HIC Spotlight: Napoleon Kome

In the midst of the Himalayan Institute Cameroon’s major humanitarian initiatives, the remarkable stories of those responsible often go unreported. This section of the blog seeks to showcase the diverse range of backgrounds, talents, obstacles, and triumphs represented in our local staff and contacts.

Napoleon Kome works as a groundskeeper at the Himalayan Institute Cameroon. He holds the distinction of being one of HIC’s first contacts in Cameroon.

Napoleon grew up in Kiyan, a small village just outside of Kumbo. During his high school years, he opened a modest import business with the money he’d saved from working odd jobs over break. He made frequent trips to Nigeria and to the Douala ports, looking for clothing shipments to buy at wholesale. After finishing school, Napoleon took on trading full-time.

Napoleon, in middle, behind, with wife Winifred and four of his six children

Napoleon, in middle, behind, with wife Winifred and four of his six children

Napoleon was at first able to make enough money to provide for his wife Winifred and their growing family, but as the market shifted toward monopoly in the early 2000’s, his business faced growing challenges. In 2004, unable to compete, Napoleon filed for bankruptcy and returned to his family farm a destitute man.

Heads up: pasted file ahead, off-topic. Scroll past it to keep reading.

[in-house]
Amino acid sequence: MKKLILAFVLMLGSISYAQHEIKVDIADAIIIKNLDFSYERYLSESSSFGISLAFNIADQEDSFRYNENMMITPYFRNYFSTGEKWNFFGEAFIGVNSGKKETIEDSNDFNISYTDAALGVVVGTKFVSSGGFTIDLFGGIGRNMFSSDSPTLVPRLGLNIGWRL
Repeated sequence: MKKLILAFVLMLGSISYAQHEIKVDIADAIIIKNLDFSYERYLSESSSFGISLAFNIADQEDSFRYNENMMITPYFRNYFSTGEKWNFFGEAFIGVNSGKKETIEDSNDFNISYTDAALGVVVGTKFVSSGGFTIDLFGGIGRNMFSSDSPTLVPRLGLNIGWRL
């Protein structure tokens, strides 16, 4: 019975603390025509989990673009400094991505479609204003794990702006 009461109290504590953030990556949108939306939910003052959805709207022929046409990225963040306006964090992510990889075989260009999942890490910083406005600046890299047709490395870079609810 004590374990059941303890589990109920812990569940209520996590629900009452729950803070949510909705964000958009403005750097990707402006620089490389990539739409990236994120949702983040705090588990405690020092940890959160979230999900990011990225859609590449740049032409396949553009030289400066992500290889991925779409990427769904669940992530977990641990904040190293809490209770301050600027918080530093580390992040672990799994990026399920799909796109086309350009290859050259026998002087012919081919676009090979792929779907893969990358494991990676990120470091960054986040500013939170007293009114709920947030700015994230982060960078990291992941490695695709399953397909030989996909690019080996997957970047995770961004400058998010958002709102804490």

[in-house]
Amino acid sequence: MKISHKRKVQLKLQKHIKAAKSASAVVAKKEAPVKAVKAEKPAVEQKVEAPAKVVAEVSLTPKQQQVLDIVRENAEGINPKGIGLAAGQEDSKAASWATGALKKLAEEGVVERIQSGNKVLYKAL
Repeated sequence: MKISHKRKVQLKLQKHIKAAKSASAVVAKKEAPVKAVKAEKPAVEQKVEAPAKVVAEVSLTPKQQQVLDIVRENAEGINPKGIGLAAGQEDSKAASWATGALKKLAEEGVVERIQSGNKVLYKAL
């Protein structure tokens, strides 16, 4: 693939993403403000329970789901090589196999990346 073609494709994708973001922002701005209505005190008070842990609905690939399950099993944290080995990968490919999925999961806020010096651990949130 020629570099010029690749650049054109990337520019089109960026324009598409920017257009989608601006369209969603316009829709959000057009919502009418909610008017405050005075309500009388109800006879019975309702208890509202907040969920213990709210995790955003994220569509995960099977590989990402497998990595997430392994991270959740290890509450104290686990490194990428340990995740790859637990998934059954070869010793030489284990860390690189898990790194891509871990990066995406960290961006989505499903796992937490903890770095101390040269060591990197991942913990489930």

He began spending his days at the Kumbo Council looking for work. It was there in 2006 that he was introduced to the spiritual head of the Himalayan Institute, Pandit Tigunait. Tigunait promised him that in one year’s time he would return to launch a community center in Kumbo.

Napoleon’s excitement grew in the following months. “I was going to the guest house every day,” he said, “just waiting for the Himalayan Institute to return.” When the HIC main building was leased in July 2007, Napoleon was hired as a groundskeeper.

Napoleon covers the windows of the Total Health Center with plastic to block the dust of the dry season.

Napoleon covers the windows of the Total Health Center with plastic to block the dust of the dry season.

“Work at the Himalayan Institute is a very different as far as I’m concerned,” he said. “When I was working on the farm I used to work so much and overlabor myself or when I was trading I used to overstrain myself. Since I’ve started here, what is given to me at the end of the month has never been late, and I don’t doubt it. That’s a very great impact. I’ve been able to solve many problems during this length of time, particularly the children’s tuition. The Institute has helped me with that.”

Napoleon was a beneficiary of the HIC’s School Assistance Program, an employee trust fund that helps pay for tuition, school uniforms, and books.

In his home village, Napoleon is respected as a source of information about Kumbo and the HIC.

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